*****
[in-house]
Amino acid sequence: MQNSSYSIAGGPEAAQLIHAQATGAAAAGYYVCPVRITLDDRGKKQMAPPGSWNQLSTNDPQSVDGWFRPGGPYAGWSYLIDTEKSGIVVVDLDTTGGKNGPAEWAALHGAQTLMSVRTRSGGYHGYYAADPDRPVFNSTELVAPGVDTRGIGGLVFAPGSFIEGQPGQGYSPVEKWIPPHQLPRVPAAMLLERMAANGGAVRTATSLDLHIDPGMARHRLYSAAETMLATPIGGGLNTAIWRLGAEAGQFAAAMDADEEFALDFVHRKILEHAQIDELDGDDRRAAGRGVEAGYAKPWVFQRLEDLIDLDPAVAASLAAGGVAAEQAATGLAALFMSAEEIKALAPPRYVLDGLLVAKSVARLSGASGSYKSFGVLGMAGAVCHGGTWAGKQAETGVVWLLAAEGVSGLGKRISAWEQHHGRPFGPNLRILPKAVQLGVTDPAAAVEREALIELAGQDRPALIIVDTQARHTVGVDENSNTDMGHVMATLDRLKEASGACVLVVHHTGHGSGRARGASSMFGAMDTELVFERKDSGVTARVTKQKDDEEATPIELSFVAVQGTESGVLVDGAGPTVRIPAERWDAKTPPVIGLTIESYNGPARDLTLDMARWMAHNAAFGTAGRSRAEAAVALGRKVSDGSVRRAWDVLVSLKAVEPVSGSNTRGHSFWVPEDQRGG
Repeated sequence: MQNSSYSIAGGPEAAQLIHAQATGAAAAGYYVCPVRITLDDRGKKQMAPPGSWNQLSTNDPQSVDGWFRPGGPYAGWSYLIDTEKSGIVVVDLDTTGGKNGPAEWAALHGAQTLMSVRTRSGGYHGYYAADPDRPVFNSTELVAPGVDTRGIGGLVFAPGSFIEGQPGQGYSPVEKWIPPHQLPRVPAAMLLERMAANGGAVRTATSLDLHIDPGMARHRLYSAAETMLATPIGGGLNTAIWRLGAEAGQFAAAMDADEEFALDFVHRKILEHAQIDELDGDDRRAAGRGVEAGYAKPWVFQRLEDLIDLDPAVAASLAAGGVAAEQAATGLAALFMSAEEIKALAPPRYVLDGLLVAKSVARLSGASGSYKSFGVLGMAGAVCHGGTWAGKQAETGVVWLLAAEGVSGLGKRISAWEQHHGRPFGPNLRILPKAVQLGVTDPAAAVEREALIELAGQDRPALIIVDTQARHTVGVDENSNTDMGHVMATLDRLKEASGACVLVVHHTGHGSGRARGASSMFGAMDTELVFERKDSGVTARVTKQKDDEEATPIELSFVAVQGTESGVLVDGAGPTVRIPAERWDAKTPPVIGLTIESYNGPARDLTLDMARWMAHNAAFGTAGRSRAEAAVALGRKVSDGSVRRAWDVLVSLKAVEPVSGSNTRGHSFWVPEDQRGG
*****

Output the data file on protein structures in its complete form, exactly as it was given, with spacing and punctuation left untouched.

[in-house]
Amino acid sequence: MQNSSYSIAGGPEAAQLIHAQATGAAAAGYYVCPVRITLDDRGKKQMAPPGSWNQLSTNDPQSVDGWFRPGGPYAGWSYLIDTEKSGIVVVDLDTTGGKNGPAEWAALHGAQTLMSVRTRSGGYHGYYAADPDRPVFNSTELVAPGVDTRGIGGLVFAPGSFIEGQPGQGYSPVEKWIPPHQLPRVPAAMLLERMAANGGAVRTATSLDLHIDPGMARHRLYSAAETMLATPIGGGLNTAIWRLGAEAGQFAAAMDADEEFALDFVHRKILEHAQIDELDGDDRRAAGRGVEAGYAKPWVFQRLEDLIDLDPAVAASLAAGGVAAEQAATGLAALFMSAEEIKALAPPRYVLDGLLVAKSVARLSGASGSYKSFGVLGMAGAVCHGGTWAGKQAETGVVWLLAAEGVSGLGKRISAWEQHHGRPFGPNLRILPKAVQLGVTDPAAAVEREALIELAGQDRPALIIVDTQARHTVGVDENSNTDMGHVMATLDRLKEASGACVLVVHHTGHGSGRARGASSMFGAMDTELVFERKDSGVTARVTKQKDDEEATPIELSFVAVQGTESGVLVDGAGPTVRIPAERWDAKTPPVIGLTIESYNGPARDLTLDMARWMAHNAAFGTAGRSRAEAAVALGRKVSDGSVRRAWDVLVSLKAVEPVSGSNTRGHSFWVPEDQRGG
Repeated sequence: MQNSSYSIAGGPEAAQLIHAQATGAAAAGYYVCPVRITLDDRGKKQMAPPGSWNQLSTNDPQSVDGWFRPGGPYAGWSYLIDTEKSGIVVVDLDTTGGKNGPAEWAALHGAQTLMSVRTRSGGYHGYYAADPDRPVFNSTELVAPGVDTRGIGGLVFAPGSFIEGQPGQGYSPVEKWIPPHQLPRVPAAMLLERMAANGGAVRTATSLDLHIDPGMARHRLYSAAETMLATPIGGGLNTAIWRLGAEAGQFAAAMDADEEFALDFVHRKILEHAQIDELDGDDRRAAGRGVEAGYAKPWVFQRLEDLIDLDPAVAASLAAGGVAAEQAATGLAALFMSAEEIKALAPPRYVLDGLLVAKSVARLSGASGSYKSFGVLGMAGAVCHGGTWAGKQAETGVVWLLAAEGVSGLGKRISAWEQHHGRPFGPNLRILPKAVQLGVTDPAAAVEREALIELAGQDRPALIIVDTQARHTVGVDENSNTDMGHVMATLDRLKEASGACVLVVHHTGHGSGRARGASSMFGAMDTELVFERKDSGVTARVTKQKDDEEATPIELSFVAVQGTESGVLVDGAGPTVRIPAERWDAKTPPVIGLTIESYNGPARDLTLDMARWMAHNAAFGTAGRSRAEAAVALGRKVSDGSVRRAWDVLVSLKAVEPVSGSNTRGHSFWVPEDQRGG